Throughout Portugal I was treated to excellent coffee, which Lisboans call a bica (elsewhere it is simply um cafe). It is served in a demitasse cup, but is a longer pull and lacks some of espresso's bitterness (Portugal is known for its lighter roast). When it was first introduced, however, Lisboans found it extremely bitter, thus the ad campaign that became an acronym: Beba isso com açúcar (drink that with sugar).
Portugal's coffee obsession began in 1727, when Brazil decided to join the nascent coffee market. Coffee plants were prized by the nation's that held them, so Brazil began its quest to secure their own stock. Lt. Col. Francisco de Melo Palheta, the man they chose for the job was an inspired choice; as National Geographic notes, he was the "James Bond of beans":
Colonel Palheta is dispatched to French Guiana, ostensibly to mediate a border dispute. Eschewing the fortresslike coffee farms, suave Palheta chooses a path of less resistance—the governor’s wife. The plan pays off. At a state farewell dinner she presents him a sly token of affection: a bouquet spiked with seedlings.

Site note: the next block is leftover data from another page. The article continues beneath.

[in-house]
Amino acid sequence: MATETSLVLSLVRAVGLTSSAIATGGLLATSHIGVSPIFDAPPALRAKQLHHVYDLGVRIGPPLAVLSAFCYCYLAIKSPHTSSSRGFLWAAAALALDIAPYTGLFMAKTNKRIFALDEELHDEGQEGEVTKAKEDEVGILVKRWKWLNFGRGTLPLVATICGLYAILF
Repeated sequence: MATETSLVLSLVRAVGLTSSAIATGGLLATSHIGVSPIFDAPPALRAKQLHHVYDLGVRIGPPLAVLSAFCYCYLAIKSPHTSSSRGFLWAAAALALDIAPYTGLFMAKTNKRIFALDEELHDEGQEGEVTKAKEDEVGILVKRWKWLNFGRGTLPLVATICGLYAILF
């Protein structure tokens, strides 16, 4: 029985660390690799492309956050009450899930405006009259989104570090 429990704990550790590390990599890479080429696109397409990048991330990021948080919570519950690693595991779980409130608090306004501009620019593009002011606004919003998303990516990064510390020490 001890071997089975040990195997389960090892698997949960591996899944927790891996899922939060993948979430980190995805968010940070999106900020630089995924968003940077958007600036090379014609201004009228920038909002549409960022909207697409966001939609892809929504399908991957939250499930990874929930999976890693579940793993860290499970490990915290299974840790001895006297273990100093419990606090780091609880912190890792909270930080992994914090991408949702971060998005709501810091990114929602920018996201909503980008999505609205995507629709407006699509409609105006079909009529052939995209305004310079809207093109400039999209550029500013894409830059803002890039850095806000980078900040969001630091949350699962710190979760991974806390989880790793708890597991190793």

And thus the seed was planted, so to speak. Today, nearly every meal ends with a bica. They are also consumed throughout the day, often standing up at a counter and sometimes with a brandy or a custardy pastéis de Belém. Fernando Pessoa, the great poet, is immortalized in bronze in front of his favorite café, Café A Brasileira.